Illusion Fusion Art Review

Exhibit Fuses Traditional, Popular Motifs

By Julian Bermudez, Gazette Art Writer

If you haven’t been to Gallery Wow Wow yet, I highly recommend you make every effort to do so. The gallery continues to display new works of art by emerging artists whose styles are unique and fresh to the eye.The last exhibition featured works by an artist who blended traditional motifs with current iconography from popular culture. Now, the gallery is offering its viewers the chance to see works that combine two or more unrelated images into one.

“Illusion Fusion” shows Chuck Brittenham’s digital concoctions, inviting the audience to take a deeper look at what it is they are seeing. “Each work tells a story that is unique to the individual,” Brittenham states. “I challenge you to look beyond the discernible subject matter and you may discover a veiled message that only your senses can decipher.”
Brittenham likens his works to fusion cuisine. By using a digital darkroom, he is able to mix images along with textures and color. His purpose is to convey to individuals “the lost splendor of our sprawling urban environment.” According to him, “the works are a subtle blend of the natural and artificial elements that surround us each and every day but that oftentimes get lost in the cluttered landscape and sensory overload of modern life.”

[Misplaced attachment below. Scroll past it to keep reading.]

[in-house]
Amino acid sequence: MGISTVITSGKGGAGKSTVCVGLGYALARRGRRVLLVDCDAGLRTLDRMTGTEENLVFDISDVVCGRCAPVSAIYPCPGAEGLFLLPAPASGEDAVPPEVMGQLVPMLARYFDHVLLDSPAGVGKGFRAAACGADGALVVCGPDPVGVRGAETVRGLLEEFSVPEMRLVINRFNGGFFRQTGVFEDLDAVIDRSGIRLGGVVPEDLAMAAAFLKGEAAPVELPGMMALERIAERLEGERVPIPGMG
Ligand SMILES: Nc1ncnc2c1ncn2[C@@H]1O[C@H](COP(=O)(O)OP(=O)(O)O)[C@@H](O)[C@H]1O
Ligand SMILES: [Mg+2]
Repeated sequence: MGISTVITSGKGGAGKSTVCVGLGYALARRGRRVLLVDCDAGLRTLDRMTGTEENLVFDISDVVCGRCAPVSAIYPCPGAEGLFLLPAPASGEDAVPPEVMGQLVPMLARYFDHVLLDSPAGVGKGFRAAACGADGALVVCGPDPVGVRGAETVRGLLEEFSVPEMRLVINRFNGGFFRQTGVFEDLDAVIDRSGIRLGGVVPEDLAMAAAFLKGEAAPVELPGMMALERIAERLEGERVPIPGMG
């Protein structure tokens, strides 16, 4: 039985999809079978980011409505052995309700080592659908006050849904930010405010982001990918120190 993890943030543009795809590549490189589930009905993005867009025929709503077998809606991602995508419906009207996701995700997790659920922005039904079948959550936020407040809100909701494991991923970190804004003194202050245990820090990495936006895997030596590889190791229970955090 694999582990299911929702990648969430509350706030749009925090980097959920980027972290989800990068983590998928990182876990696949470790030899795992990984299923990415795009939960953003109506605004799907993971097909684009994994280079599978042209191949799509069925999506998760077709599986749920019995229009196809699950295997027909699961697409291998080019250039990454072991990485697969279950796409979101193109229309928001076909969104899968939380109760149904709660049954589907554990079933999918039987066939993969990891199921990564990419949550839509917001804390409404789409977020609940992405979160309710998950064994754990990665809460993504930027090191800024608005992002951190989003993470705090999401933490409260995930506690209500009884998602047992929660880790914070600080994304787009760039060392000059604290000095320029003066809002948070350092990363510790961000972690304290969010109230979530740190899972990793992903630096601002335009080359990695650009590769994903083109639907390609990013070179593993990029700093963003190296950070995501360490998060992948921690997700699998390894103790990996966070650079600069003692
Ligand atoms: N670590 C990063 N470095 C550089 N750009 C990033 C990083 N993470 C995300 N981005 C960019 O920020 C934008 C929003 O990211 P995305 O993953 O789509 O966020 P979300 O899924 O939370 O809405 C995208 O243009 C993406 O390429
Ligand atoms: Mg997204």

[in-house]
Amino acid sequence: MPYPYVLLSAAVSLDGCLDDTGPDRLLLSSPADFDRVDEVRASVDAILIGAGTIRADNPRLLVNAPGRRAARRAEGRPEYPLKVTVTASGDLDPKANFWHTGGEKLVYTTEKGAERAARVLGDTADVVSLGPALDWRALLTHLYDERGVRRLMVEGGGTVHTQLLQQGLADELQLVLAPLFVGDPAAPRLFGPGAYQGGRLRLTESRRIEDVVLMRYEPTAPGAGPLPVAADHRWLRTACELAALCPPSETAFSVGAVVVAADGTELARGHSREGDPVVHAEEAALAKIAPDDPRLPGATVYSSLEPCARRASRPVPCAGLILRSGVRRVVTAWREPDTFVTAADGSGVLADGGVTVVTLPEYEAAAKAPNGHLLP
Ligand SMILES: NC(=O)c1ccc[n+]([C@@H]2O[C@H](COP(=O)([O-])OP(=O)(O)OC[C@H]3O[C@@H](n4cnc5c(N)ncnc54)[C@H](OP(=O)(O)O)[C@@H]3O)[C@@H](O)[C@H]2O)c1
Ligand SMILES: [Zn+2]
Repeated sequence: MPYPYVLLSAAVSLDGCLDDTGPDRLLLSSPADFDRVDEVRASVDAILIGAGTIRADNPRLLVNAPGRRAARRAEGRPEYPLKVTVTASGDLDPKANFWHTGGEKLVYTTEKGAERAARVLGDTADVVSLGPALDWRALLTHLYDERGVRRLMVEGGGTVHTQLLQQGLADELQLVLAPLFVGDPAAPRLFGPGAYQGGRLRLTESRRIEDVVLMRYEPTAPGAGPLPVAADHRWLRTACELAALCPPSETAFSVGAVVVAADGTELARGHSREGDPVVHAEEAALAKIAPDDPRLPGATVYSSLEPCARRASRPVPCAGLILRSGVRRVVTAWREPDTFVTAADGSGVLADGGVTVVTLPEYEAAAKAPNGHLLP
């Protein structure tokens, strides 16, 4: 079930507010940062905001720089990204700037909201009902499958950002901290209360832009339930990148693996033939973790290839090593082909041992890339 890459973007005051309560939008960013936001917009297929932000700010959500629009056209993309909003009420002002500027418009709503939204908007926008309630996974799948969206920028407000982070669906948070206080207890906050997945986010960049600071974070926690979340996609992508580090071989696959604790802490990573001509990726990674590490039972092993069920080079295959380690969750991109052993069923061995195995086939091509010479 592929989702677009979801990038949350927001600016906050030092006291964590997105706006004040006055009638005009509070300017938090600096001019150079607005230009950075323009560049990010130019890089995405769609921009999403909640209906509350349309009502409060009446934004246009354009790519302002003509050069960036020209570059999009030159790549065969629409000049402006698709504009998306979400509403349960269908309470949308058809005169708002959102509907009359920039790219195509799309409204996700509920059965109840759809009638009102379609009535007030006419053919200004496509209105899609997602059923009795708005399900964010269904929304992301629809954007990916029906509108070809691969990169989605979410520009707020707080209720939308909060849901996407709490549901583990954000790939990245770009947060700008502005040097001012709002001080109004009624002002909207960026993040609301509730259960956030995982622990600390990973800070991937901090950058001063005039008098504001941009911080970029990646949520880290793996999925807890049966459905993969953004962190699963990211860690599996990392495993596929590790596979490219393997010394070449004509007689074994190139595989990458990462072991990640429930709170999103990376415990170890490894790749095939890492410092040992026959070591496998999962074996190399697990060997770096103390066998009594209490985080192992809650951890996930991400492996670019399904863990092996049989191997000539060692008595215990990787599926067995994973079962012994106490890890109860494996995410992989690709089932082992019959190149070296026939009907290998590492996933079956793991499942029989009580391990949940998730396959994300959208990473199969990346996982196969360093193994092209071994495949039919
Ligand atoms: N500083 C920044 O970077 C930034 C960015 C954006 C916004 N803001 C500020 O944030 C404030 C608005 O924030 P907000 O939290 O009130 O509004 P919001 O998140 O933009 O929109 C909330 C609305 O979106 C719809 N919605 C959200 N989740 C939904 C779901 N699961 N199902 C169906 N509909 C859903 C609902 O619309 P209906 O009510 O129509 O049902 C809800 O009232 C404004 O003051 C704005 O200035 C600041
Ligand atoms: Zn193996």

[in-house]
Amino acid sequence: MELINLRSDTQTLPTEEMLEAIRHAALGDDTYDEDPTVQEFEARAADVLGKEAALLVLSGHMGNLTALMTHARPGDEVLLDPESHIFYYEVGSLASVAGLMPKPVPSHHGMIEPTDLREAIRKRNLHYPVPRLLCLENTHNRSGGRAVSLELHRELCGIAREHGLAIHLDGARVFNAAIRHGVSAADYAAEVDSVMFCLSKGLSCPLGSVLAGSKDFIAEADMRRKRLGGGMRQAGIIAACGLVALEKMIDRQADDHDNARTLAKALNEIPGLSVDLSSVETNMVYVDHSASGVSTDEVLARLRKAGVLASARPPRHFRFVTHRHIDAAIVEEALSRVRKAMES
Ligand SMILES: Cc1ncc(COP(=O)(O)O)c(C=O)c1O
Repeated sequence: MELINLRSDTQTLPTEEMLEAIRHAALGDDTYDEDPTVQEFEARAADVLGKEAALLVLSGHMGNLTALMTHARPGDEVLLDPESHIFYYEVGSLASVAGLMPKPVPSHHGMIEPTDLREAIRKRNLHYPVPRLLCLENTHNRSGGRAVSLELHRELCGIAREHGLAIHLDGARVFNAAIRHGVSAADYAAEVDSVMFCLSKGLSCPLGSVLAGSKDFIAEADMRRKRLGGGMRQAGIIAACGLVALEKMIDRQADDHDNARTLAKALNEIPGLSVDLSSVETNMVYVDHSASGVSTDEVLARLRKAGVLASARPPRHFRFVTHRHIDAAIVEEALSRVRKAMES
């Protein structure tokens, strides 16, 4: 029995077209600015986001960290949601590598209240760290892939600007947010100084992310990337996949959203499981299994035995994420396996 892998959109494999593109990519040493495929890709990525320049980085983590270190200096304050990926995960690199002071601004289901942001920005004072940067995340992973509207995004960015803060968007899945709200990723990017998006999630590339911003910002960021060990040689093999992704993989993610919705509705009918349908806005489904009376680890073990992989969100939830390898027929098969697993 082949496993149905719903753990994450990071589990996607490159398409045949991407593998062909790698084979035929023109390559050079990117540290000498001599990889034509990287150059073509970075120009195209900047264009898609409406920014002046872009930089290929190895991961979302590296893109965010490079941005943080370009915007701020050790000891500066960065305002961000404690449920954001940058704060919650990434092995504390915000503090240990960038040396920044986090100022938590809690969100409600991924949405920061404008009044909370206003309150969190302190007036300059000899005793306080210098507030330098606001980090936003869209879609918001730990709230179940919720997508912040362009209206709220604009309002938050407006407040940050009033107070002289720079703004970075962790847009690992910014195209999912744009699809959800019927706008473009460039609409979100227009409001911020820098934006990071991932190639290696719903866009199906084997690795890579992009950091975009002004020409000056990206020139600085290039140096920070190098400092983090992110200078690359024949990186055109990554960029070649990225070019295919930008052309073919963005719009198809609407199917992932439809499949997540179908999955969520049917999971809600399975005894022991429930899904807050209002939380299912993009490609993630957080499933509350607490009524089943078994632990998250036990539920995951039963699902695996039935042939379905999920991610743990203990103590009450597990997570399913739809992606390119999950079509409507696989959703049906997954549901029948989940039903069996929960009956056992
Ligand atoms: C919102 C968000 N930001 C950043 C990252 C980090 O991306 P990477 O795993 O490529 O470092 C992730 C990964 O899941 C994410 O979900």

When you look at each piece, it doesn’t take a genius (or an art connoisseur) to know that what you are looking at is an amalgam of multiple images. But, what happens is this effect that draws the individual towards a certain work of art. And, it doesn’t occur for everybody in exactly the same way.

“I think they’re very nice,” said Peggy, a visitor to the gallery. “I think the horse is pretty amazing,” she added, referring to the"Equus" print.

Perhaps the amazement comes from Brittenham’s layering of hues and shapes that aren’t commonly brought together. Or maybe it’s just the fact that many of his works blend the organic with the unnatural. You know, trees mixed with buildings or an animal within a menagerie. The point of Brittenham’s work is actually to force viewers to look more deeply into an image, thereby looking deeper into themselves.

While his works may be a reaction to the overabundance of imagery, Brittenham’s digital creations are a forced expression of sensory overload. Think of it as a visual “if you can’t beat them, join them.” The exhibit offers more than 20 works ranging from wrapped canvas prints to framed giclees. Unlike the canvas works, there are multiples of various prints.

“Illusion Fusion” adds to the current trend of mixing a variety of elements onto one canvas (or scene). The difference is Brittenham’s sensibilities towards color, shapes and composition. Clearly, he is having fun with his work, but you don’t sense any chaos. There is a method to his madness.

Entainment News
Thursday, March 22, 2007